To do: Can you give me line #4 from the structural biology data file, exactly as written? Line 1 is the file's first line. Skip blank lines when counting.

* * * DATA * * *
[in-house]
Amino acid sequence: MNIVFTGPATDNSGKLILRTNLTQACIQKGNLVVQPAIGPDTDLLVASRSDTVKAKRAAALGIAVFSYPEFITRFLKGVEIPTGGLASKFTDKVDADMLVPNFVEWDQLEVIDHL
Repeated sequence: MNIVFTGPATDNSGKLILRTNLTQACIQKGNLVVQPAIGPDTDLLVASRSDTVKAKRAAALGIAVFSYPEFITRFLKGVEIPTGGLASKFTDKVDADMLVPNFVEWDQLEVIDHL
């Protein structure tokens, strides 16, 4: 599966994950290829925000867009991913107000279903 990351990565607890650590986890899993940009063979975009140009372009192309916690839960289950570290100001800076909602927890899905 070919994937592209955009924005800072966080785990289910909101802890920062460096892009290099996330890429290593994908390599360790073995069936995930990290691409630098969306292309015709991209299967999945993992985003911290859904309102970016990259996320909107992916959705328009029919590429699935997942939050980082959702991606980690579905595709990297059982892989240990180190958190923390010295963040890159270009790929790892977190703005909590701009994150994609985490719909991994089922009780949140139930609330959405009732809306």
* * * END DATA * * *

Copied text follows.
């Protein structure tokens, strides 16, 4: 599966994950290829925000867009991913107000279903 990351990565607890650590986890899993940009063979975009140009372009192309916690839960289950570290100001800076909602927890899905 070919994937592209955009924005800072966080785990289910909101802890920062460096892009290099996330890429290593994908390599360790073995069936995930990290691409630098969306292309015709991209299967999945993992985003911290859904309102970016990259996320909107992916959705328009029919590429699935997942939050980082959702991606980690579905595709990297059982892989240990180190958190923390010295963040890159270009790929790892977190703005909590701009994150994609985490719909991994089922009780949140139930609330959405009732809306």